Wow, with one move Mayen (silly thoughtless girl) has offended the Letherii and caused the Nerek no end of agitation….

This vision that Udinaas is granted just gives me lots of questions… What did Sheltatha Lore do that required such punishment? Are Menandore, Sheltatha Lore and Sukul Ankhadu the daughters of Osserc then? The daughters of Osserc and… Tiam? Do I read this right? Tiam, who granted her blood to those like Anomander Rake, and so giving him Soletaken abilities? Why is Osserc called First Son of Dark and Light? I thought the Tiste Liosan were of the Light? Why is Tiam constantly dying and being reborn? And, yes, I have marked the fact that the Azath House contains both Silchas Ruin and Sheltatha Lore — two draconean Ascendants, as described.

I’ve also marked this: “Mother Dark’s first children were spawned without need of any sire. And, despite what Anomander might claim, they were not Tiste Andii.” Who were they?

Ah! Sheltatha is the mother of Envy and Spite!

I’m a little unsure as to the meaning behind the words about slavery between Udinaas and Seren — it is a little obscure for me. Anyone fancy clarifying what they think it’s about? And why is Feather Witch casting during the meeting a matter of import and a risk to be taken?

Hmm, if Hannan Mosag is aware of the link between Hull and the Sengars, is that why the sons of Sengar have been sent away?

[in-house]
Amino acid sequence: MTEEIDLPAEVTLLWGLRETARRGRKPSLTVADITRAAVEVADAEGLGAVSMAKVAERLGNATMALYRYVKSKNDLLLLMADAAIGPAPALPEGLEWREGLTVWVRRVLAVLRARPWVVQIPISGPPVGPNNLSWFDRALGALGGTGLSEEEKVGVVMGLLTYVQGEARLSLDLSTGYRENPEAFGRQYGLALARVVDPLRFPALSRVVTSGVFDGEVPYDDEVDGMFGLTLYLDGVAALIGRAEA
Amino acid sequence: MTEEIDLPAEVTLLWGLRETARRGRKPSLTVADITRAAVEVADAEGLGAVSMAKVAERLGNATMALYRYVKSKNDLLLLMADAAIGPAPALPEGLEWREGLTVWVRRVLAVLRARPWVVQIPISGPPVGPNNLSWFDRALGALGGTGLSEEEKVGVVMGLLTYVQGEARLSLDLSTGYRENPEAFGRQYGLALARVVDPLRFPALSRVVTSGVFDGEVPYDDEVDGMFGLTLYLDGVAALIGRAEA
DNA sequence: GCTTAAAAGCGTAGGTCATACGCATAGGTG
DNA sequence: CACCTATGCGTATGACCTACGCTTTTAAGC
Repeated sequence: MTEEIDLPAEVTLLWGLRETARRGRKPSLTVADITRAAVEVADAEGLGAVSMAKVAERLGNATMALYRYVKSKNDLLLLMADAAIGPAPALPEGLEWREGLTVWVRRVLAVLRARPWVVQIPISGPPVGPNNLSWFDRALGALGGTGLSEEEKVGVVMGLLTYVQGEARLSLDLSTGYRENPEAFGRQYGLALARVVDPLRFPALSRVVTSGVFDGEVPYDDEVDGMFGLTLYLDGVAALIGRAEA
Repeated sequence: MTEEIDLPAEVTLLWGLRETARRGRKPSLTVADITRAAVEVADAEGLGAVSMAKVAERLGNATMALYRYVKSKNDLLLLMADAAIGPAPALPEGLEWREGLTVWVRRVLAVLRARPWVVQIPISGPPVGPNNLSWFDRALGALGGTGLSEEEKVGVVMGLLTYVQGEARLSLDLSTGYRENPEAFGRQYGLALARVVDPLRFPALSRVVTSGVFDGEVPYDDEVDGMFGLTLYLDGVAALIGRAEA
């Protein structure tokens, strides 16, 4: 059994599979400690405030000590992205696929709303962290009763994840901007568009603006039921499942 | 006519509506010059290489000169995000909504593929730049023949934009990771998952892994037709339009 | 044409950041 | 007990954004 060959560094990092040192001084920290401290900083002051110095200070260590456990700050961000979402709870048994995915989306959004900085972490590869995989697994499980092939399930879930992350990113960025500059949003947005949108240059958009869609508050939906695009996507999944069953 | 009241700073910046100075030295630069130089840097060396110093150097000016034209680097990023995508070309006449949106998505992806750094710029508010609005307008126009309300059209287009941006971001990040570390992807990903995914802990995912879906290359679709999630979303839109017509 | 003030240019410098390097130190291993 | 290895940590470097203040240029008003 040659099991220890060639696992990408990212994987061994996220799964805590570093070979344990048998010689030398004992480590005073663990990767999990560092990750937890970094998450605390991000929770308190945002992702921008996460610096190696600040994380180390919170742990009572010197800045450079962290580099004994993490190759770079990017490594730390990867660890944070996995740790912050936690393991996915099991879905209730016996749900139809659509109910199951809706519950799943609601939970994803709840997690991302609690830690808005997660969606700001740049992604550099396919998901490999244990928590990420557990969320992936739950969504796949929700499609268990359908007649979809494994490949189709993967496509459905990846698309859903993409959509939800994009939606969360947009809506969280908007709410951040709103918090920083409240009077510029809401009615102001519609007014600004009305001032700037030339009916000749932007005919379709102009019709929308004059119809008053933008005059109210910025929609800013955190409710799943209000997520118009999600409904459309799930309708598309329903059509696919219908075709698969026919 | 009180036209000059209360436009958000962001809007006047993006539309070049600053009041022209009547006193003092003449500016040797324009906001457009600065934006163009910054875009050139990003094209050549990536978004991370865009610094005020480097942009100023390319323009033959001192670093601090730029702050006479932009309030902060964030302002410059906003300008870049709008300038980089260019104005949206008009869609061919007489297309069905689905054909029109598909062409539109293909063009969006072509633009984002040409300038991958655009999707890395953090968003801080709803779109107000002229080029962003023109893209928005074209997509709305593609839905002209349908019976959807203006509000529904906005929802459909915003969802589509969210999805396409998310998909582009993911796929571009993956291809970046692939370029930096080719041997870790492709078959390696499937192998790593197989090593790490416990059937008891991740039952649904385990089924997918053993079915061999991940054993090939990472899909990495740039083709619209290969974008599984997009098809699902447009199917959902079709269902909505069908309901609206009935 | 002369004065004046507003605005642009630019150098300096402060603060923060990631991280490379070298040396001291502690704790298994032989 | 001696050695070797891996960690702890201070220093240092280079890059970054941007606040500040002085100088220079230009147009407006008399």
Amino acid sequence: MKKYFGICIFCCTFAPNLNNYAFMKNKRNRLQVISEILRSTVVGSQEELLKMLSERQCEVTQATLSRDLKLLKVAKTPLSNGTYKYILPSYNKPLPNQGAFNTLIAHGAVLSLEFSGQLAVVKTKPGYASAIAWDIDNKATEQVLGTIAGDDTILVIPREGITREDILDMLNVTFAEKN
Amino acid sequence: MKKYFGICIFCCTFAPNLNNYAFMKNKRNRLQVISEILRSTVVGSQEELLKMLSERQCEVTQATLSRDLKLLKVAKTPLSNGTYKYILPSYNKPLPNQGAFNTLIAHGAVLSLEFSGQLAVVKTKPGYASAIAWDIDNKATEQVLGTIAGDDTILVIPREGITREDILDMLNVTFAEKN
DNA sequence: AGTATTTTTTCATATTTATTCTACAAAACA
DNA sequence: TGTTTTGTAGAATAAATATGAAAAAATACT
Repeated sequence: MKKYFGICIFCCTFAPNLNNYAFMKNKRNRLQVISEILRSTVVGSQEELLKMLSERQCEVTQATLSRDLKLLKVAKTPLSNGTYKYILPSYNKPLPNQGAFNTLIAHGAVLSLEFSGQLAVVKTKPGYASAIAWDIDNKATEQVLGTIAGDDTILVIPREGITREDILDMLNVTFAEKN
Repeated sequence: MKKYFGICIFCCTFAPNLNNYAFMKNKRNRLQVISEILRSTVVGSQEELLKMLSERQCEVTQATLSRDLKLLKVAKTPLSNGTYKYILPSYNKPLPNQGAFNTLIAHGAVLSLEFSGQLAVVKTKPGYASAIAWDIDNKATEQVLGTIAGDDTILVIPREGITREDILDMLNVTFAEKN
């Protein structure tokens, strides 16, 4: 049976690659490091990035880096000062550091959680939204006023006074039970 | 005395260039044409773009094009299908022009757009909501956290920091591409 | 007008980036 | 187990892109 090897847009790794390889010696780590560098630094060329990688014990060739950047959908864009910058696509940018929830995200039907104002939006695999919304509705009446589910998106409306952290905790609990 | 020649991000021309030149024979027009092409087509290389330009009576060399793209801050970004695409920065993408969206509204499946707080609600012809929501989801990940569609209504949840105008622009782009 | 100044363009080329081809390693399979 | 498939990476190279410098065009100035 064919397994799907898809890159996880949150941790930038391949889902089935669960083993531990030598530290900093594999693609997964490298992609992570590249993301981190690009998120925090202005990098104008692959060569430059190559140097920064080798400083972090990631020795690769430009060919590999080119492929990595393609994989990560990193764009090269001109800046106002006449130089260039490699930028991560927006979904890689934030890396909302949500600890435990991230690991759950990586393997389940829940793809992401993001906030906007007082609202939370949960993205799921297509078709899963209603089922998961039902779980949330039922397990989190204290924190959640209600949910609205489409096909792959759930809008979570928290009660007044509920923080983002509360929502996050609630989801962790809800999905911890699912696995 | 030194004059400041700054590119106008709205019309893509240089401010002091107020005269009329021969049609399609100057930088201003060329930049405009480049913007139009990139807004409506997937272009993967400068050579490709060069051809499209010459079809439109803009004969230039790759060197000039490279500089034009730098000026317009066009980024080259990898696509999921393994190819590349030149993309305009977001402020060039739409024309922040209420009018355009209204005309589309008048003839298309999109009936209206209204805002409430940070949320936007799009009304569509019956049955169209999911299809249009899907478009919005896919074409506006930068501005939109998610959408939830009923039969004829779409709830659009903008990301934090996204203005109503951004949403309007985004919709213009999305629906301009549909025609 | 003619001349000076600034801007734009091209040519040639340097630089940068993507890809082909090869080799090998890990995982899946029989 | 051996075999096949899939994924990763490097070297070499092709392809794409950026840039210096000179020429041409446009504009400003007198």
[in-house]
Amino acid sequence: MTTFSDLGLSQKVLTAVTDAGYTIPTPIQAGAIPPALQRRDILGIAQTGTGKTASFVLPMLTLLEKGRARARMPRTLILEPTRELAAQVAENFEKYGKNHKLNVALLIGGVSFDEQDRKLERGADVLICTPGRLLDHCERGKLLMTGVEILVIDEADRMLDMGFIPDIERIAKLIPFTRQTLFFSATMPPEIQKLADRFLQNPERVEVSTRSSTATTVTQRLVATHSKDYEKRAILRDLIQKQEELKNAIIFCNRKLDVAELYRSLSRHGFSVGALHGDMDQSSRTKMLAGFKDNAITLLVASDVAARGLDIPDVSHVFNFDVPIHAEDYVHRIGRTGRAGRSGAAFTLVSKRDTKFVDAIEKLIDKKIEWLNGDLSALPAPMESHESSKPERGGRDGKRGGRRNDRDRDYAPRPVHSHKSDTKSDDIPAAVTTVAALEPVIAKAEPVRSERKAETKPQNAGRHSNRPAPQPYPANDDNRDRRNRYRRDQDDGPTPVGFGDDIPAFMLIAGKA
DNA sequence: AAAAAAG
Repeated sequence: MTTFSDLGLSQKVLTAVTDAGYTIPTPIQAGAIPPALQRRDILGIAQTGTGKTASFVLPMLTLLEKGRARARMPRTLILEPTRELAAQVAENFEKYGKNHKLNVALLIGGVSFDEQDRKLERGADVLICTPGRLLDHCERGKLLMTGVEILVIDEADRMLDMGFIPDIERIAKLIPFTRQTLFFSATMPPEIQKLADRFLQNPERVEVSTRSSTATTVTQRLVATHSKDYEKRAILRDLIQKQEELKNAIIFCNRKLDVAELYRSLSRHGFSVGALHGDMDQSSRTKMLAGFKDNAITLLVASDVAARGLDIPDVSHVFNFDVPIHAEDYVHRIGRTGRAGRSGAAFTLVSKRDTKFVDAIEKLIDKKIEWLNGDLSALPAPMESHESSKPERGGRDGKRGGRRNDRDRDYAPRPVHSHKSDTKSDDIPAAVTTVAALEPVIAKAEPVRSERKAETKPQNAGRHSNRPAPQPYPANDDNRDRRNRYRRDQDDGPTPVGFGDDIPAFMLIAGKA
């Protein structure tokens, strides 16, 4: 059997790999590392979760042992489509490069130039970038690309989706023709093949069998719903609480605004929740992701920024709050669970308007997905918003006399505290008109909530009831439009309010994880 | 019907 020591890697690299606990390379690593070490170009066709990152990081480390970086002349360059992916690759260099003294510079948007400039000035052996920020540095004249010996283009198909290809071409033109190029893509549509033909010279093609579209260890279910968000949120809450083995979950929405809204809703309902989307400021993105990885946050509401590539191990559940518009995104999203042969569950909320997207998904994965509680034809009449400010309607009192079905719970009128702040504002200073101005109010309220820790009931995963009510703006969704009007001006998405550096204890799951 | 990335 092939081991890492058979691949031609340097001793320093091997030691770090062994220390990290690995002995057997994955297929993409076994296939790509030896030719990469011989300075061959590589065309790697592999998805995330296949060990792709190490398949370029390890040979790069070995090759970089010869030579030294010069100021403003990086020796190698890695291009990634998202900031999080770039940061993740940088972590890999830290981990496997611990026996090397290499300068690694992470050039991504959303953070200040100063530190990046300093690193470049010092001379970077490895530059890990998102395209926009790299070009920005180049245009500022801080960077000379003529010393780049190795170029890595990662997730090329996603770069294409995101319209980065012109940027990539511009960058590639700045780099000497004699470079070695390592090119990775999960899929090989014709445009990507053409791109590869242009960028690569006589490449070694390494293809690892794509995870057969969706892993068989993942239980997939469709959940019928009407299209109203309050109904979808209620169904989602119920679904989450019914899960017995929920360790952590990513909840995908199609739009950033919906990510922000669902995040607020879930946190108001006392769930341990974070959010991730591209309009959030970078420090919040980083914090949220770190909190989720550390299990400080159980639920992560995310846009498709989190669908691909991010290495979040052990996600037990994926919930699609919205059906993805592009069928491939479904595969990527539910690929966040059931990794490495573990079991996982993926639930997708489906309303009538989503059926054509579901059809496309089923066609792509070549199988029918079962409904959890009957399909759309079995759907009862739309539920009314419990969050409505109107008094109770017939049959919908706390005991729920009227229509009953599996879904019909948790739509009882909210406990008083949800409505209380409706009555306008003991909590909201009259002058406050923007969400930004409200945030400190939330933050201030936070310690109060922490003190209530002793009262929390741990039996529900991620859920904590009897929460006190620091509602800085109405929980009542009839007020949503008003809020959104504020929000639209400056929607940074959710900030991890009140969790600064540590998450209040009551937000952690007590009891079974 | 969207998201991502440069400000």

It is a barbed exchange between the Edur King and the Letherii. It seems as though Buruk is content to simply play with his words and await what might come. Hull Benedict barrels straight in there, doesn’t he? He certainly is not wasting time with fancy conversation. Seren is rather summarily dismissed — and seems thankful for it. I am a little disappointed with her, but I might be reading it wrong. Is she correct in her assumption that the Warlock King wants peace?

Does Mayen come to have any redeeming features? “It seemed Uruth’s fury with the Nerek blessing, while delivered with quiet brevity, had been harsh in its content. Subsequently, Mayen had taken a switch to her slave’s back.”

I loved the scene and the ominous feel to Feather Witch’s reading, but, of course, I have not the complete pieces to sort through what is happening here! I want to see what Bill says!


Bill’s Reaction to Chapter Seven

I like that little subtle point when Seren notes the presence of all the different tribes in the village and thinks how while she knew Mosag had united the tribes, the idea in the abstract has none of the power of the idea given flesh before her. It’s such a true statement of how we are so good at hiding true impact behind the shield of abstraction until faced with concrete reality.

It’s interesting how the Letherii we see are hardly “Impervious to nuance” or “blind to subtlety,” as Hull describes his people. Is it that our group is so skewed or that Hull describes the Letherii through his own self-vision, assigning them his own flaws?

I enjoyed the discomfit Seren feels when she is faced with Mayen’s ignorance of who/what the Nerek are. Clear-sighted as to her own people’s arrogance and ignorance, it comes as a shock to her to realize the Edur might be just as arrogant or self-obsessed. One also wonders what such shared traits might mean in any attempt to forestall war. Or negotiate peace should it comet to that.